A TALE OF TWO TOWNS; Chapter 1
“It was the best of times, it was the worst of times…”
This article takes an in-depth look at in-transfer QB Ricky Town’s backstory and it is an interesting one. Usually when a player comes onto a school’s roster one take’s a glance at where and when he played his football previously but in this case the more I read about Town the more curious, and then interested, I became so I started making phone calls to learn more about the young man. From there I felt his was a story that was waiting to be told in deeper terms. First though here is some background on the Pitt football program, our present transfer policy and the new players’ impacts on the team…
Pitt Head Coach Pat Narduzzi has lived and died with in-transfer players since he arrived at Pitt in 2015 for his rookie head coaching job after being a long time defensive coordinator for Michigan State. The nice success in his initial two years here, when he posted back to back eight win years (the most since 2010), was in large part due to the play of graduate transfer QB Nate Peterman.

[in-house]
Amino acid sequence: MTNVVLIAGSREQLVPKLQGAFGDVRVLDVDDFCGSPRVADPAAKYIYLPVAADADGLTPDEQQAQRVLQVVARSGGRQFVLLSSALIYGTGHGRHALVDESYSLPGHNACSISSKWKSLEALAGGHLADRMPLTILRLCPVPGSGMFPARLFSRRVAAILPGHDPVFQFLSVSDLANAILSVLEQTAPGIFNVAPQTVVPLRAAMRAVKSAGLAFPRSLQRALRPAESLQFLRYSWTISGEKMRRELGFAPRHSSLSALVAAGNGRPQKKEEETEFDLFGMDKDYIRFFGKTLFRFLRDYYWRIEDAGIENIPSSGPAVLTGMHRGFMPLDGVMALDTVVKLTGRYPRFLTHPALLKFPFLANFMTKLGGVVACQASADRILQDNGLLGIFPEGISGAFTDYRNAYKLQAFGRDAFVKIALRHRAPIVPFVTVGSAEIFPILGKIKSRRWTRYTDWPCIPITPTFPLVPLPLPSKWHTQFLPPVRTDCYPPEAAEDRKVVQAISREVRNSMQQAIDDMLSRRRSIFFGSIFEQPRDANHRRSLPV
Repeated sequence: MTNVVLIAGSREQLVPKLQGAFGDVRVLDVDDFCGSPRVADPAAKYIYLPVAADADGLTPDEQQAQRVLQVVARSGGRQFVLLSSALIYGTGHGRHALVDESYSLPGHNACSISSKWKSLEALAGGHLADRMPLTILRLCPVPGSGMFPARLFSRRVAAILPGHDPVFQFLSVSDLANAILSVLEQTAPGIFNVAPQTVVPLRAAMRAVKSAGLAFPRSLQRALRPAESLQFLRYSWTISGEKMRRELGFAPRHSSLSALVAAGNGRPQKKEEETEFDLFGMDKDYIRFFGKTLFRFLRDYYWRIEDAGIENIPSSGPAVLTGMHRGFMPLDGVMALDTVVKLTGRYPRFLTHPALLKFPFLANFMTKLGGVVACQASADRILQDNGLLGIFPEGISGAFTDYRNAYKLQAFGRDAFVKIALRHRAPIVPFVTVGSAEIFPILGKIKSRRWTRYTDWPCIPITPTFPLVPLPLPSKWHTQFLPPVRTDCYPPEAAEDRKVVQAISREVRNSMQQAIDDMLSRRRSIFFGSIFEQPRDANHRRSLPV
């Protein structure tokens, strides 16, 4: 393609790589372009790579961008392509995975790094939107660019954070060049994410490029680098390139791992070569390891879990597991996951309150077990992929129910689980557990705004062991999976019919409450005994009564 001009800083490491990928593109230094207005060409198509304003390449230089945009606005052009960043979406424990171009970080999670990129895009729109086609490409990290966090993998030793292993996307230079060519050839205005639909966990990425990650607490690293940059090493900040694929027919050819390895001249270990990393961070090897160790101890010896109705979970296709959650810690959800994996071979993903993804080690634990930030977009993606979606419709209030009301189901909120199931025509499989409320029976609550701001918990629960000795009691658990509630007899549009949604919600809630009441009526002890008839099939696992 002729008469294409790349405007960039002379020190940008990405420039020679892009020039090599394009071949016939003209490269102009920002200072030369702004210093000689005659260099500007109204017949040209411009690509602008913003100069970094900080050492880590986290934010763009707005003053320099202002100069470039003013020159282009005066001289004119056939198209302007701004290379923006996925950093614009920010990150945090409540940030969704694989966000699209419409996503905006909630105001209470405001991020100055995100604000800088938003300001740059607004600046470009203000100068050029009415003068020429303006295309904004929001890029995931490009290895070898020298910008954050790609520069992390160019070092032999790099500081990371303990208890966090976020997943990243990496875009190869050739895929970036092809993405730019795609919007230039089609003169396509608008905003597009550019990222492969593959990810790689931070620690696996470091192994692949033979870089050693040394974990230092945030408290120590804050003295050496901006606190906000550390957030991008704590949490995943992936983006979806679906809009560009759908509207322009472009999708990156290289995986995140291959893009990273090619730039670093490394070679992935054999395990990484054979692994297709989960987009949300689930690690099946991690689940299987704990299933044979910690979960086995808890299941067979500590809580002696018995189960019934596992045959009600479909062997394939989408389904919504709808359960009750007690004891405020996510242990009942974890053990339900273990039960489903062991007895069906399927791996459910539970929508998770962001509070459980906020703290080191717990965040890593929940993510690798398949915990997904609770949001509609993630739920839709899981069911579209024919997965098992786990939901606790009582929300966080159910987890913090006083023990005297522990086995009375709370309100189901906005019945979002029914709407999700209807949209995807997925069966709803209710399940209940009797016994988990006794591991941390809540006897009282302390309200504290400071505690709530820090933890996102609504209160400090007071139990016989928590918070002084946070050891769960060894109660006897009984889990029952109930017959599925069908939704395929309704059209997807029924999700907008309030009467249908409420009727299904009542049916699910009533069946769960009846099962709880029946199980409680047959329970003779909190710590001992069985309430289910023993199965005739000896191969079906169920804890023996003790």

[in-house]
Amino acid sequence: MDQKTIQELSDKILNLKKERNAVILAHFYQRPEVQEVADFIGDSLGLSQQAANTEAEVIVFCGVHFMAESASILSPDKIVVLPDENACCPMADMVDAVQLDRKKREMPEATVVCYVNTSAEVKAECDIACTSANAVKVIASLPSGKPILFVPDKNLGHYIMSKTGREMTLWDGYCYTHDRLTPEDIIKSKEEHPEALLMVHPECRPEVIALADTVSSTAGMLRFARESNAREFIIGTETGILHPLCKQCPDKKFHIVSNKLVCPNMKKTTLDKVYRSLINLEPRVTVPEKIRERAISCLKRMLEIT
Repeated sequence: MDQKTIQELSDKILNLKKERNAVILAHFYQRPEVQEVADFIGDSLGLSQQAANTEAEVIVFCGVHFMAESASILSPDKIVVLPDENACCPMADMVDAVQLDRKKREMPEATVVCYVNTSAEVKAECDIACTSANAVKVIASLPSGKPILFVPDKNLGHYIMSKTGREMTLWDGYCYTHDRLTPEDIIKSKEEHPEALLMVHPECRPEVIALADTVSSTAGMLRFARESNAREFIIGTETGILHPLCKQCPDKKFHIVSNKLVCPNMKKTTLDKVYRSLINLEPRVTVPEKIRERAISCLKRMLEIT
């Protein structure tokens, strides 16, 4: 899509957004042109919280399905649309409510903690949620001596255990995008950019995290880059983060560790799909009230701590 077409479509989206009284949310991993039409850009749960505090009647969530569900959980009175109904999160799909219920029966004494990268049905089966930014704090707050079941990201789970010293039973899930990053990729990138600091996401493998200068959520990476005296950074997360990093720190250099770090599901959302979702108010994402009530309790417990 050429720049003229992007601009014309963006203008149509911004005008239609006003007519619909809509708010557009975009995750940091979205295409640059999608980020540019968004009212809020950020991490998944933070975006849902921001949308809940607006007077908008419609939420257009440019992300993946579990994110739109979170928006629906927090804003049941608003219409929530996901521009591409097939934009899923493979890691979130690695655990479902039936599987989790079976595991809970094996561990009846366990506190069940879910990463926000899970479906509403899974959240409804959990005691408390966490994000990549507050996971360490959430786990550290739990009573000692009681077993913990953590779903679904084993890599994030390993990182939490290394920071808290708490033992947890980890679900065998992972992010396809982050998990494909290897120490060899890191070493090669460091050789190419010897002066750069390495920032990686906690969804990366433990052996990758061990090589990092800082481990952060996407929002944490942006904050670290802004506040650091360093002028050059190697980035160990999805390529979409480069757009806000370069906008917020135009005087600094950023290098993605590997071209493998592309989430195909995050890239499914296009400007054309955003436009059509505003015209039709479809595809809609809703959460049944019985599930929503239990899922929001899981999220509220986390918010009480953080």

Peterman transferred from the University of Tennessee to Pitt on the recommendation of his old Volunteer Offensive Coordinator Jim Chaney, who held the same position at Pitt in 2015 and so chose to play his last two years of NCAA eligibility with the Panthers. Peterman took over the starting QB position from incumbent starter Chad Voytik in the 2nd quarter of the second game of the 2015 season and never looked back.
With Pitt’s decent defense that year (the last good play we saw from that unit for two more years) Peterman played well enough for the Panthers to finish with an 8-5 record. He had actually out-played the incumbent starter Voytik in 2015’s fall camp but Chaney and Narduzzi decided to ease him into the starting lineup once the season started.
However It was the 2016 season when transfer Peterman really shone with a season that stacks up with the best by a QB in Pitt history, including the great Dan Marino’s. His career stats line was this below with his 2016 work highlighted:
A key indicator of QB production is the Passing Efficiency Rating (“Rate” above). A 163.4 QB Passing Efficiency rating is almost unheard of at Pitt, he was that good. If we compare his Pitt career rating to previous Pitt QBs who played well for us we have this: